The Radical Cure.—The modern operation found its greatest advantage in the radical cure it secured by the complete closure of the sac and the permanent obliteration of the hernial canal; and it had been successfully performed upon all forms of hernia, inguinal, femoral, and umbilical, with equally satisfactory results. In the present light of hernial surgery, he thought that no operation for strangulated hernia could be said to be properly performed without the final closure of the hernial canal. By this practice five decided advantages were gained.

(1) Complete isolation of the peritoneal cavity, and its permanent closure.

(2) Permanent closure of the patulous orifice through which the gut escaped.

(3) Shortening of an abnormally elongated hernial canal.

(4) Prevention of septic percolation into the cavity of the abdomen in case suppuration should ensue.

(5) The inestimable advantages that would result to the patient from a permanent cure.

In the performance of the operation the clinical requirements were, first, a safe and satisfactory disposition of the sac, and, second, the total obliteration of the hernial rings, and the accurate coaptation of the sides of the canal.

Disposal of the Sac.-The sac might be dealt with in one of several ways:

(1) It may be reduced within the abdominal cavity, and the canal then obliterated.

(2) It may be left within the canal (especially when firm adhesions prevent its safe return), and the superficial tissues and the skin be firmly approximated over it.

(3) It may be ligatured, the hernial investment amputated, and the stump returned.

(4) It may be ligatured and amputated, and then invaginated in the canal.

(5) It may be drawn up upon itself and fixed as a bulwork against the internal ring, as in Macewan's operation.

The abdominal wall may be divided longitudinally and parallel to the pillars, and the sac then woven into the fibrous structure, as suggested by Dr. Joseph D. Bryant.

The first method he thought should be dismissed from consideration, except in very acute hernia, on account of the danger of causing adhesions, with their attendant pain and discomfort, or of lighting up a peritonitis.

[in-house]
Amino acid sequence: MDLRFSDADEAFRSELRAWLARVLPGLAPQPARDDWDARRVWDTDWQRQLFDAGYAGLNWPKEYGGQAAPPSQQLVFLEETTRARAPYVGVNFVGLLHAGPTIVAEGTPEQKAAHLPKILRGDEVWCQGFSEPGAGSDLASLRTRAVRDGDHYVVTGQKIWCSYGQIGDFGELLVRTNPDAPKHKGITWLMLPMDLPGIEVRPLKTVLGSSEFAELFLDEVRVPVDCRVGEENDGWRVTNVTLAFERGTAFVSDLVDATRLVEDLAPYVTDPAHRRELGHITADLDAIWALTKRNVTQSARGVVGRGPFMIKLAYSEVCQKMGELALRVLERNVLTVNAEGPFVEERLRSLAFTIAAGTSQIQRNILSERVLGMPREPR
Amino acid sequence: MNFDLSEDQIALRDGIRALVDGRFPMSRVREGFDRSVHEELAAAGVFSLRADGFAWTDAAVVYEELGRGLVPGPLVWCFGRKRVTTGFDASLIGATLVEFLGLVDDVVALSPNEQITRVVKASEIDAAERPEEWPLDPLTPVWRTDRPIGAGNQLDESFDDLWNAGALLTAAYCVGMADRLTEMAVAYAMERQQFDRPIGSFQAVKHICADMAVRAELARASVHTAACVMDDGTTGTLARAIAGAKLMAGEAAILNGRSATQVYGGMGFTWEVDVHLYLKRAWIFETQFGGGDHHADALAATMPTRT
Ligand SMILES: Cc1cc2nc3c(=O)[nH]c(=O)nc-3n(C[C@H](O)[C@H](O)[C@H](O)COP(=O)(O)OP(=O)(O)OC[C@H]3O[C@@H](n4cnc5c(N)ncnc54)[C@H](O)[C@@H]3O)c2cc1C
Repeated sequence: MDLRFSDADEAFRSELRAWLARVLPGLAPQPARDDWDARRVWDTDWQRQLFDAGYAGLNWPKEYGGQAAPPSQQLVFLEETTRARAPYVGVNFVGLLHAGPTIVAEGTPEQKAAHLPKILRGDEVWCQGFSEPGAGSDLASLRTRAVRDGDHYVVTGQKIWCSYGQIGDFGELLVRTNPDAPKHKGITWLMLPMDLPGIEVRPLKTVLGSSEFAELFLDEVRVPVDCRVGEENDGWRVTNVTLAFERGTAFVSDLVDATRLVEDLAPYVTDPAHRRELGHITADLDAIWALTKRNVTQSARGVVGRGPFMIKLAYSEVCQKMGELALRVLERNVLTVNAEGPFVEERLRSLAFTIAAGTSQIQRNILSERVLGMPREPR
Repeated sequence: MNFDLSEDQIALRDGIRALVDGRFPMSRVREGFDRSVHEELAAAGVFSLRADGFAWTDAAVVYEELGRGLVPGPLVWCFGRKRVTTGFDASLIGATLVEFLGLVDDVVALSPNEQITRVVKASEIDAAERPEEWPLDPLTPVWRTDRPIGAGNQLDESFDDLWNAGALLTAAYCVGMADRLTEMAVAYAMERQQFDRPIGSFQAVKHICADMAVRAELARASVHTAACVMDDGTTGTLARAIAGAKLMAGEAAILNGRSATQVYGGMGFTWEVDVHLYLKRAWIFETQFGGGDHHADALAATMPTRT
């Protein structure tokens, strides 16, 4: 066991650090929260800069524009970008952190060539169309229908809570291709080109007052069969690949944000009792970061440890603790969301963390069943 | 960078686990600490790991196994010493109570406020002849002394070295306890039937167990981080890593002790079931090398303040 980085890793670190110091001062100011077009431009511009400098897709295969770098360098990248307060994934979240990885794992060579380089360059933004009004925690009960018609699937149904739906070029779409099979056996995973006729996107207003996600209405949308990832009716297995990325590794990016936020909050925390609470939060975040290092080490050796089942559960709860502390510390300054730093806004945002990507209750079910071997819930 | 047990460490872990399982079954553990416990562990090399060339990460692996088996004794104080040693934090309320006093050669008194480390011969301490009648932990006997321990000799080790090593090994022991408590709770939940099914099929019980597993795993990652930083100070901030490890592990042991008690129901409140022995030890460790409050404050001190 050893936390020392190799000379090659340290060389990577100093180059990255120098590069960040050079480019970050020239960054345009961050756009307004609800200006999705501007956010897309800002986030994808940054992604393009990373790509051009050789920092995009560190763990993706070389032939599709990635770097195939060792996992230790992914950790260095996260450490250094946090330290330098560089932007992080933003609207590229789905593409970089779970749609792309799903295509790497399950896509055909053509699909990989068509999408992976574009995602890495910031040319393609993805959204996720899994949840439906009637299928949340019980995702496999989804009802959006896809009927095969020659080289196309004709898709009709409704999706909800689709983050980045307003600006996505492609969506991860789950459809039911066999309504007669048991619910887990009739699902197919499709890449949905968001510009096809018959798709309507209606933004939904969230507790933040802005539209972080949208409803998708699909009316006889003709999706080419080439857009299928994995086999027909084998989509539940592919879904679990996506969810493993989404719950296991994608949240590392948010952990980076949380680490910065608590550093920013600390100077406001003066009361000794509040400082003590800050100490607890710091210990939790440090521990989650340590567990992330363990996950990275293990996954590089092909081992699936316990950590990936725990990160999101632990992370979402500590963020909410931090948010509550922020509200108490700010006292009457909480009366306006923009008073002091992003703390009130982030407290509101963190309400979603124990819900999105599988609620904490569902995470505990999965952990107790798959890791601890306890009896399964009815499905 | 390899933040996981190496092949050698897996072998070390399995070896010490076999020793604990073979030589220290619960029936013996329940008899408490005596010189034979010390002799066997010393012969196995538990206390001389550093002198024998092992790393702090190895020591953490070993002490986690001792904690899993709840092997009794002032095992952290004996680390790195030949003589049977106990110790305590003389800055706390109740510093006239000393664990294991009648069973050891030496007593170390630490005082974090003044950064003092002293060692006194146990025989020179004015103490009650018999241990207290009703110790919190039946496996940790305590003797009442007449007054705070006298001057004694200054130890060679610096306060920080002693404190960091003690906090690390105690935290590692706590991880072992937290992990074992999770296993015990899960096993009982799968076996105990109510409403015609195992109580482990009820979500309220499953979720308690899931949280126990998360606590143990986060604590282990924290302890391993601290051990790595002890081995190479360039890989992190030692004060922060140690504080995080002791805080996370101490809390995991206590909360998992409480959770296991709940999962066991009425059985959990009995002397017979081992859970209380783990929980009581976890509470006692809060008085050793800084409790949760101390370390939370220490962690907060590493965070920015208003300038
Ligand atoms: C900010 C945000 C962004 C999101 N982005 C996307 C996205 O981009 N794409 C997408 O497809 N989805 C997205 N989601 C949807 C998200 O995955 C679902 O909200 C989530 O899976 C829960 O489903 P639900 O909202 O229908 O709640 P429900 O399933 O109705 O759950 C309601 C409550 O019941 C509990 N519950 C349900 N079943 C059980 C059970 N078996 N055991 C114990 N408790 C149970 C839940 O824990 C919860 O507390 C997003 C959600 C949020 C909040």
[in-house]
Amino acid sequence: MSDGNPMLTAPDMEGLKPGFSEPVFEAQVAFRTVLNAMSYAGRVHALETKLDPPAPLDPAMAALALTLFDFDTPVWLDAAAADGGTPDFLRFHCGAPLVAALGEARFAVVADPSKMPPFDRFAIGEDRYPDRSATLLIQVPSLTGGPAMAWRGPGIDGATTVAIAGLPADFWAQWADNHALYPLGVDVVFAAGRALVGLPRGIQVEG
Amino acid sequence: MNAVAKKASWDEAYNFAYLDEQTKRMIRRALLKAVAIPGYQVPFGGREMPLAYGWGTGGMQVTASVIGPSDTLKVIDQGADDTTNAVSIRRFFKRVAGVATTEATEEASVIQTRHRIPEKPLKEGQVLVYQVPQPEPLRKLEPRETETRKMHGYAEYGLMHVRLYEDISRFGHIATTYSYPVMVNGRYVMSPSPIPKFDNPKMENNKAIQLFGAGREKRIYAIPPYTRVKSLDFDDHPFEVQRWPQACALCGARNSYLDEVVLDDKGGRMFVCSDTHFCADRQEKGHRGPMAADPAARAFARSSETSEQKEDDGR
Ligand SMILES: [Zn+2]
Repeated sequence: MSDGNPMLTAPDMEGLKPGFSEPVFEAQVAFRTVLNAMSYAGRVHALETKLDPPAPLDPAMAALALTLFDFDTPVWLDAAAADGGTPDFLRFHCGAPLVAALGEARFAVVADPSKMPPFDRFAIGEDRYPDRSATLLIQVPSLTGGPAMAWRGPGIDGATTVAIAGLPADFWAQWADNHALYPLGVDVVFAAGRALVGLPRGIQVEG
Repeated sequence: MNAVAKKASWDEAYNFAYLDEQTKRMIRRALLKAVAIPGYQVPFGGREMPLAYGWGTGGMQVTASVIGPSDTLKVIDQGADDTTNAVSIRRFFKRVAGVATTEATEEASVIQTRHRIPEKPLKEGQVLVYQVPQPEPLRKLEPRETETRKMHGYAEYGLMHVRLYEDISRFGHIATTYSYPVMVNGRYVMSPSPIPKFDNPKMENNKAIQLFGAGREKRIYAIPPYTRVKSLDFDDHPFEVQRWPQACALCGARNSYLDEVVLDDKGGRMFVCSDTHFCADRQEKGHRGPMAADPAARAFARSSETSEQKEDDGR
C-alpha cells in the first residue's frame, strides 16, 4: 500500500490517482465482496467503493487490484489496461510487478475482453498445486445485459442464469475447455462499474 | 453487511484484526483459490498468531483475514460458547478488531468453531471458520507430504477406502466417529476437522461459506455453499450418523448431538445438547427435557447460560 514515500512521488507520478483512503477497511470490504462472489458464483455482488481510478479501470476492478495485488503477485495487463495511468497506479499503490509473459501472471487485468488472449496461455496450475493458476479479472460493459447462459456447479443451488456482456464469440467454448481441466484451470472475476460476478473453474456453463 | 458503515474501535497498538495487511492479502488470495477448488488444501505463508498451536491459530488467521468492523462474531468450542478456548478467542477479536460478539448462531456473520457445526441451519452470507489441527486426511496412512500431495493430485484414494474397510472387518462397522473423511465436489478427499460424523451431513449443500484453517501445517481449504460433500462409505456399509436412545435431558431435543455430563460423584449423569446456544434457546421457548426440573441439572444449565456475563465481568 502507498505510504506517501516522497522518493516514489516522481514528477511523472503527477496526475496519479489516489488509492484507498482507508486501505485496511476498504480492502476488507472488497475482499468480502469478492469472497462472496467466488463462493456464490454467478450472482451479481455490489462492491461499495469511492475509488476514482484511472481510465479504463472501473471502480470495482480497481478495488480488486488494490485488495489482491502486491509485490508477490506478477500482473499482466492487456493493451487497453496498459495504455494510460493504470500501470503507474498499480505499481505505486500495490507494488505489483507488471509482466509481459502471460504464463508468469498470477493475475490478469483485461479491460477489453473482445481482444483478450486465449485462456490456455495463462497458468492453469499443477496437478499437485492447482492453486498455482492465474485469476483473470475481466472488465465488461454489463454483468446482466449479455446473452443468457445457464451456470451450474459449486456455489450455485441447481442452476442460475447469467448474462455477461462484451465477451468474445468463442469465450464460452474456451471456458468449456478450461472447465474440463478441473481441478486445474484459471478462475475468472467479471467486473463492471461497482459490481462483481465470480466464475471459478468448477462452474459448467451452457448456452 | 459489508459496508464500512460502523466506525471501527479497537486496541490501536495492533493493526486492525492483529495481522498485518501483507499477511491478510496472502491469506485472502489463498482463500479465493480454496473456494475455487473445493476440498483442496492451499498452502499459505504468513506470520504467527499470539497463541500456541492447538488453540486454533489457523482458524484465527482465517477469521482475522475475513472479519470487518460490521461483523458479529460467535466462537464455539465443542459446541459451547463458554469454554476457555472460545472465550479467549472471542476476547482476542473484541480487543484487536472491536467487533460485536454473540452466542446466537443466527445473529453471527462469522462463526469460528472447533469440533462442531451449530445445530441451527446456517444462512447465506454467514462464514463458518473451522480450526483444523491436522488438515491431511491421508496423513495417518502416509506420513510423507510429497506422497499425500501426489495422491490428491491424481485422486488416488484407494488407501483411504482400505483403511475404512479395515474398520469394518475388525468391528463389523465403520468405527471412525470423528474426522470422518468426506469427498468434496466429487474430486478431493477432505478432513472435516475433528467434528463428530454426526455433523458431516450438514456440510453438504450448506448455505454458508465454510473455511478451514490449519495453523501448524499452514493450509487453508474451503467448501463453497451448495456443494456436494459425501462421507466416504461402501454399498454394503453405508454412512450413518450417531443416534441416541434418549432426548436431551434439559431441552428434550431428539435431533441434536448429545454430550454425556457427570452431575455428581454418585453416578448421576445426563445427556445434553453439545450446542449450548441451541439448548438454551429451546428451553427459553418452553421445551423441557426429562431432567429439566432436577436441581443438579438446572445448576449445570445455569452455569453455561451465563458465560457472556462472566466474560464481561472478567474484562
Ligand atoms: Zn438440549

The objection to the second method was, that with the sac remaining in situ, complete obliteration of the canal could not be secured. A canal thus treated became exceedingly sensitive, and a truss could scarcely be worn. Between the remaining methods a choice could sometimes be made only after mature deliberation. Dr. Burchard said he had operated in nine cases of strangulated hernia in which he had been enabled to carry out the operation in all its details. Eight of these had recovered, and one died on the fourth day from delirum tremens. Having alluded to a number of interesting points in connection with these cases, he spoke, in conclusion, of two practical matters of importance: (1) In cases of stercoraceous vomiting and collapse, nothing had equalled in his experience, the use of hot water employed as a stomach douche, as practiced by Tait. A long, soft rubber tube was passed into the stomach, and a stream of hot water very gently injected in a continuous current. By this means the stomach was not only thoroughly washed of its fæcal contents, but the best possible stimulant in cases of hernial collapse was furnished by hot water so employed. (2) As a factor in the production of acute general peritonitis, it concealed hernias in exceptional localities where apt to be overlooked. He had met with two instances of this kind in his own experience; one being a case of bubonocele of a direct variety, and the other one of concealed femoral hernia.


KELOID, a disease heretofore considered intractable, has been cured, in several instances, by electrolysis.

DR. HEVNEAGE GIBBES, of London, England, lately appointed Professor of Pathology in the University of Michigan, will begin work in his new field in a few weeks.